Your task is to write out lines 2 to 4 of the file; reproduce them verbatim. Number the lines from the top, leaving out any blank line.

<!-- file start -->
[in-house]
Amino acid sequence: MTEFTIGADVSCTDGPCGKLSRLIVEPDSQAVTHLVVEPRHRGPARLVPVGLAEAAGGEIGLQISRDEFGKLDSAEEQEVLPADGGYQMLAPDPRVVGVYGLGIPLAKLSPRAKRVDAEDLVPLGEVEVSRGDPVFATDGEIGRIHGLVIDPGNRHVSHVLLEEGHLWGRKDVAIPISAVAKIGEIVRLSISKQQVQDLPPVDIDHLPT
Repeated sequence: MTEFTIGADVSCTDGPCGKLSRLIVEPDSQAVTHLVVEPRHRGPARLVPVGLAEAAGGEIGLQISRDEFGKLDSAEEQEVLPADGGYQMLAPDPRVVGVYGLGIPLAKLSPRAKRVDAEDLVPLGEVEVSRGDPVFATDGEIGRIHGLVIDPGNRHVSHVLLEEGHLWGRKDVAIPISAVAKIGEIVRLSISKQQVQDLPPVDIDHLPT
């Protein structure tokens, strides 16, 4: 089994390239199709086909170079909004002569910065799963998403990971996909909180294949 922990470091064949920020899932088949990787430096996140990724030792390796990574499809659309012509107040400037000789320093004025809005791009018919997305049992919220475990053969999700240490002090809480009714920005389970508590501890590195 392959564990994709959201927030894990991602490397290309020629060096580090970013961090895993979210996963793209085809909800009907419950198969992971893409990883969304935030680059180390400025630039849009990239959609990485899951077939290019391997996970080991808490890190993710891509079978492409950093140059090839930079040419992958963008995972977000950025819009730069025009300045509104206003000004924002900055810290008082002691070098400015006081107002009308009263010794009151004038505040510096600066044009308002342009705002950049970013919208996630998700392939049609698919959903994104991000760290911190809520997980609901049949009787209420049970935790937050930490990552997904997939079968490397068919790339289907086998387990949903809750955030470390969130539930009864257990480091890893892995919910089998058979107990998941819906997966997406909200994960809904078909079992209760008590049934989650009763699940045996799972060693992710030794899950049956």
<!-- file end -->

Amino acid sequence: MTEFTIGADVSCTDGPCGKLSRLIVEPDSQAVTHLVVEPRHRGPARLVPVGLAEAAGGEIGLQISRDEFGKLDSAEEQEVLPADGGYQMLAPDPRVVGVYGLGIPLAKLSPRAKRVDAEDLVPLGEVEVSRGDPVFATDGEIGRIHGLVIDPGNRHVSHVLLEEGHLWGRKDVAIPISAVAKIGEIVRLSISKQQVQDLPPVDIDHLPT
Repeated sequence: MTEFTIGADVSCTDGPCGKLSRLIVEPDSQAVTHLVVEPRHRGPARLVPVGLAEAAGGEIGLQISRDEFGKLDSAEEQEVLPADGGYQMLAPDPRVVGVYGLGIPLAKLSPRAKRVDAEDLVPLGEVEVSRGDPVFATDGEIGRIHGLVIDPGNRHVSHVLLEEGHLWGRKDVAIPISAVAKIGEIVRLSISKQQVQDLPPVDIDHLPT
């Protein structure tokens, strides 16, 4: 089994390239199709086909170079909004002569910065799963998403990971996909909180294949 922990470091064949920020899932088949990787430096996140990724030792390796990574499809659309012509107040400037000789320093004025809005791009018919997305049992919220475990053969999700240490002090809480009714920005389970508590501890590195 392959564990994709959201927030894990991602490397290309020629060096580090970013961090895993979210996963793209085809909800009907419950198969992971893409990883969304935030680059180390400025630039849009990239959609990485899951077939290019391997996970080991808490890190993710891509079978492409950093140059090839930079040419992958963008995972977000950025819009730069025009300045509104206003000004924002900055810290008082002691070098400015006081107002009308009263010794009151004038505040510096600066044009308002342009705002950049970013919208996630998700392939049609698919959903994104991000760290911190809520997980609901049949009787209420049970935790937050930490990552997904997939079968490397068919790339289907086998387990949903809750955030470390969130539930009864257990480091890893892995919910089998058979107990998941819906997966997406909200994960809904078909079992209760008590049934989650009763699940045996799972060693992710030794899950049956």